The political approach to organised crime veers between complicity and confrontation. For much of the 20th century, Italian politicians denied there was even such a thing as the Mafia. When the evidence became overwhelming, they urged realism: the Minister for Infrastructure in Silvio Berlusconi’s 2nd administration publicly said that organised crime was a reality which one simply had to “live alongside and deal with as you see fit”. Since Berlusconi once won 100% of the directly-elected parliamentary seats in Sicily, there was ample suspicion that his ministers knew which side their electoral bread was buttered. Giulio Andreotti, PM of Italy on seven separate occasions, was another politician notoriously close to organised crime. Other politicians, however, have been more confrontational: Mussolini famously eradicated Cosa Nostra almost entirely through his “Iron Prefect”, Cesare Mori, and many democratically-elected politicians (most notably the current mayor of Naples, a former magistrate) are courageously confronting all aspects of criminality.
That political influence means that organised crime is, through the use of fronts which appear as legitimate businesses, often awarded public contracts. Whilst in the 20th century those contracts were largely for construction, now the ‘ndrangheta is heavily involved in the multi-billion euro industries of refuse collection and the housing of immigrants and refugees. Since the criminals care little about human life or the environment, toxic waste has often been simply dumped at sea and refugees accommodated in miserable ghettos with tiny rations. Any journalist, magistrate or politician who draws attention to such injustices is at risk.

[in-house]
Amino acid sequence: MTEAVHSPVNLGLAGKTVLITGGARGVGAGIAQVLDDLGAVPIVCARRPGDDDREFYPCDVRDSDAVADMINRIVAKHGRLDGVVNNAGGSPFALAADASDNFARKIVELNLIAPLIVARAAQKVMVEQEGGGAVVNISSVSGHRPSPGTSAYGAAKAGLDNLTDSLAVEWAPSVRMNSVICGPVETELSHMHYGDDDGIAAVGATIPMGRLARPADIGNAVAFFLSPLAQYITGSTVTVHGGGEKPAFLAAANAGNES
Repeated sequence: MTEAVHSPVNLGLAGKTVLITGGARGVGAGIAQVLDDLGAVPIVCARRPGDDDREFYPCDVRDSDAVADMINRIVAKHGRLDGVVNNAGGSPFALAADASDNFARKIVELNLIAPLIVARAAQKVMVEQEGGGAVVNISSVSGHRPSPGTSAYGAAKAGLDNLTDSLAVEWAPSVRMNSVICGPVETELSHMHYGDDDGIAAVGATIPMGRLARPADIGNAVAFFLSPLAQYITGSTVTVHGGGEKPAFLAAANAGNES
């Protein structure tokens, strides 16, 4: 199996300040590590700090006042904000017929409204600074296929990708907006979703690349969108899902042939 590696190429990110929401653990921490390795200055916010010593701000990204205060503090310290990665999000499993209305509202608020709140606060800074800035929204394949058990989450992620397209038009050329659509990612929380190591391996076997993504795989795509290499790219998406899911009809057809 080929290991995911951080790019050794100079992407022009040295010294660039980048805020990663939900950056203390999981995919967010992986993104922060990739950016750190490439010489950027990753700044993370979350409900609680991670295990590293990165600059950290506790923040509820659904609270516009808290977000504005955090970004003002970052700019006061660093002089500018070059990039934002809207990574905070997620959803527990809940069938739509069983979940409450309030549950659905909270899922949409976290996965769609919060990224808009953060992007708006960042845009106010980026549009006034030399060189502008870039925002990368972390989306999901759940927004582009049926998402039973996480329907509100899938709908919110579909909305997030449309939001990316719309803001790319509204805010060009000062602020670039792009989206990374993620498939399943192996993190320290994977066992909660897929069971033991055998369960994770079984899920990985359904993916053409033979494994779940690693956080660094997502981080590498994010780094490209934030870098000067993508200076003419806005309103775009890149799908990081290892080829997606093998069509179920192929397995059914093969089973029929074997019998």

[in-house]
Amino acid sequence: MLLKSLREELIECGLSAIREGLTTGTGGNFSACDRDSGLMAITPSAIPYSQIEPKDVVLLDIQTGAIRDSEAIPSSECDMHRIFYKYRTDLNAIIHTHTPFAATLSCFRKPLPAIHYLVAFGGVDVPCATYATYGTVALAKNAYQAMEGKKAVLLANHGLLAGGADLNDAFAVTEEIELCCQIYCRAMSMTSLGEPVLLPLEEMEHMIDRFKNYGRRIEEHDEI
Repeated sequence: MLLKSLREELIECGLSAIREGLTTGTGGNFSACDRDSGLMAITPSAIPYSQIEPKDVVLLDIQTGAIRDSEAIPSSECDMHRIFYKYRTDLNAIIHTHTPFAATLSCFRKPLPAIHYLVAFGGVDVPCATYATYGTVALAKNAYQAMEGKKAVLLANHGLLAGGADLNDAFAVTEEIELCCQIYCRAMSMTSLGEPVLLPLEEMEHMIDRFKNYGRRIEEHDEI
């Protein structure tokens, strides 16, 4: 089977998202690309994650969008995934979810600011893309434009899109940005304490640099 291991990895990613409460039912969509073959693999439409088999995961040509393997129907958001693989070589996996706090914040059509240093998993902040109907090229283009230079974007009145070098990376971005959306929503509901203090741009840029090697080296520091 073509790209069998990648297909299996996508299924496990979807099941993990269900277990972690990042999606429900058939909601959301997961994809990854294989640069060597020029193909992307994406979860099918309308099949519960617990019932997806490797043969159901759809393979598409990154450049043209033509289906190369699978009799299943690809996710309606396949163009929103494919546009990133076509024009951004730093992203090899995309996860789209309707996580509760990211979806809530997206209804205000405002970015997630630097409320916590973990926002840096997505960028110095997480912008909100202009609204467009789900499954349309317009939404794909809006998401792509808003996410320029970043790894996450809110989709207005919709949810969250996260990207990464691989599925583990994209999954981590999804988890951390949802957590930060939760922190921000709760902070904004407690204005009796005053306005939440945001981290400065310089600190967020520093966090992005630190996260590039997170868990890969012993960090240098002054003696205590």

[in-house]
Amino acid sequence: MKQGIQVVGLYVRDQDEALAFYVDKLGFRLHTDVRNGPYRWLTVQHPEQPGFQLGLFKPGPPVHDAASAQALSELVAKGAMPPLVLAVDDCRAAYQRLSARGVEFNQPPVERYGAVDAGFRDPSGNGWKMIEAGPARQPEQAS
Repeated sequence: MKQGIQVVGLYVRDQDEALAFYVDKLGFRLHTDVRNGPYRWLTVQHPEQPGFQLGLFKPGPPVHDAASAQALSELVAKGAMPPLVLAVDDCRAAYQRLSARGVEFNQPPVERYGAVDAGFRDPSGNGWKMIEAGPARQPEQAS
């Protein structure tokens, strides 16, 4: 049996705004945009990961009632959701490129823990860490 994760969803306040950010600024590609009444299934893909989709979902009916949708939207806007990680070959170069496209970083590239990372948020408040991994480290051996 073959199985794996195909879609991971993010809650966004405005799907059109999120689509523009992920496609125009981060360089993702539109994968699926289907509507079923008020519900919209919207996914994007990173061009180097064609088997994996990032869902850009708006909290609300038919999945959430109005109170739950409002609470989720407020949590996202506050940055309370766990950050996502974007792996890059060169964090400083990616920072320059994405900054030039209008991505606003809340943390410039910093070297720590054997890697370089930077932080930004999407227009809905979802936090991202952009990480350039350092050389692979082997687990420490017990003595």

Bibliography and Filmography:
Books by Tobias Jones:
The Dark Heart of Italy (Faber & Faber)
Ultra (Head of Zeus)
Blood on the Altar (Faber & Faber)
A Place of Refuge (Quercus)
Utopian Dreams (Faber & Faber)
Torregreca, Ann Cornelisan
Mafia Brotherhoods, Letizia Paoli
Mafia Republic, John Dickie
Into the Heart of the Mafia, David Lane
Excellent Cadavers, Alexander Stille
Enough of Dreams, Francesco Perri
Zero, Zero, Zero, Roberto Saviano
The Invisible Camorra, Felia Allum
Blood Ties, Claudio Antonelli and Gianluigi Nuzzi
Black Souls, Gioacchino Criacco
Diego (dir. Capadia)
Gomorrah! (dir. Garrone) – there is both a film and a TV series with this title.
The Hands over the City (dir. Rosi)
Anime Nere (dir. Munzi)
Mediterranea (dir. Carpignano)